From Hatchet Man to Holy Man: the Life and Death of Chuck Colson

From a young age, I was a fan of Mr. Colson.  His life and work intersected two of my loves:  my faith in Jesus and interest in politics.  I was exposed to Chuck Colson’s  Born Again as a teenager and at Philadelphia College of Bible, I read, Kingdoms in Conflict.  Colson’s life story was a redemption story like few others that you hear. 

Being just six years old in 1973, I was too young to remember Watergate but its story always captivated me.  A Republican president, Richard Nixon, abused power in a cover-up without which someone said the Watergate incident would have been dismissed as a “second-rate burglary.”  It all started with a break-in at the headquarters of the Democratic National Committee at the Watergate office complex in Washington, D.C. in June of 1972.  Before it was all over, Richard Nixon resigned in disgrace on August 9, 1974 and 
forty-three others were tried and convicted, including top officials of the Nixon administration like Chuck Colson. 

Serving as Special Counsel to the President, Chuck Colson had real access to power.  Who are we kidding, he had real power.  He became known as the “Hatchet Man.”  He was feared and for good reason.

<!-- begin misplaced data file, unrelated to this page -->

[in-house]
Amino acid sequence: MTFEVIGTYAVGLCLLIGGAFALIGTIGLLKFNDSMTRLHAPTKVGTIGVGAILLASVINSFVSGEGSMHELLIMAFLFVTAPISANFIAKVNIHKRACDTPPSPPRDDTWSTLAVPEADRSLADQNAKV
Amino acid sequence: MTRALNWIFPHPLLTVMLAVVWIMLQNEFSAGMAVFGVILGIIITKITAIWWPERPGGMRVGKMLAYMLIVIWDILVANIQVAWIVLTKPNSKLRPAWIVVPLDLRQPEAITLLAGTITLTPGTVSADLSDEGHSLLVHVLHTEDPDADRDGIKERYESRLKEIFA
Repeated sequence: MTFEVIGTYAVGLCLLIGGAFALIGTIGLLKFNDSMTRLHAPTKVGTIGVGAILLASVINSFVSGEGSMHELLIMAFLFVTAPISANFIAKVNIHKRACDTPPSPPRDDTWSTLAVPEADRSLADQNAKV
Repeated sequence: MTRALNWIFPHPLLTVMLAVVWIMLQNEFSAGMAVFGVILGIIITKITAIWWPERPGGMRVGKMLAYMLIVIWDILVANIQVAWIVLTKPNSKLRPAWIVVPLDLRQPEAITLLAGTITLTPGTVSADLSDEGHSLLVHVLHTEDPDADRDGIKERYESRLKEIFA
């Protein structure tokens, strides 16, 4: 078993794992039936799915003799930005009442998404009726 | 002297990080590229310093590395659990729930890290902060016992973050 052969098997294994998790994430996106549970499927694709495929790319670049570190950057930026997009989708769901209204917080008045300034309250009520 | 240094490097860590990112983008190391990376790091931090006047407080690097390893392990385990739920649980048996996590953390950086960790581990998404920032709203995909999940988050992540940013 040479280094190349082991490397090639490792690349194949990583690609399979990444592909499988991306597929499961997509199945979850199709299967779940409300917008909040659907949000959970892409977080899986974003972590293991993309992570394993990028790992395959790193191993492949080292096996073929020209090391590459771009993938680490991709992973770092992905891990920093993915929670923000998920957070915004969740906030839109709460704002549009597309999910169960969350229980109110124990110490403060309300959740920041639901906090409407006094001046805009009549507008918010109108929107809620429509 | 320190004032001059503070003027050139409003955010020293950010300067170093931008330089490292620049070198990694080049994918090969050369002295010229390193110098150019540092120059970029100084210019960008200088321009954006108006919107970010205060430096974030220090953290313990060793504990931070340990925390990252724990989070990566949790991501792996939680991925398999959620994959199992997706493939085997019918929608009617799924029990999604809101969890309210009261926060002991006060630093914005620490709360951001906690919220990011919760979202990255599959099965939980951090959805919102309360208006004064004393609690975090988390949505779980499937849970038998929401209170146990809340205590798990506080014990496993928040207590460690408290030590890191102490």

However, it was during the time that the Watergate investigation and certain arrest hung over Colson that a friend gave him a copy of Mere Christianity  a book by C.S. Lewis.  Reportedly, Colson gave his heart to Jesus then and subsequently admitted to his role in Watergate. 

Born Again, Colson’s memoir that I mentioned earlier, was published in 1975.   That was two years after his conversion.  A film by the same title came out in 1978.    

After experiencing prison firsthand, Colson developed a passion for prisoners and for their families.  Out of that, came the ministry of Prison Fellowship International in 1976.  On its website, Prison Fellowship states, “Prison Fellowship was founded to bring together men and women from various Christian churches to share the love of God with prisoners, ex-prisoners, and their families.”   Colson was convinced that real change didn’t happen to prisoners outside of a relationship with Jesus.  His purpose was to bring this kind of change, what he had experienced first-hand, to as many others as possible. 

Charles Wendell Colson (October 16, 1931 - April 21, 2012), a man who embodied the truth found in 2 Corinthians 5:17 (NKJV):  Therefore, if anyone is in Christ, he is a new creation; old things have passed away; behold all things have become new.  

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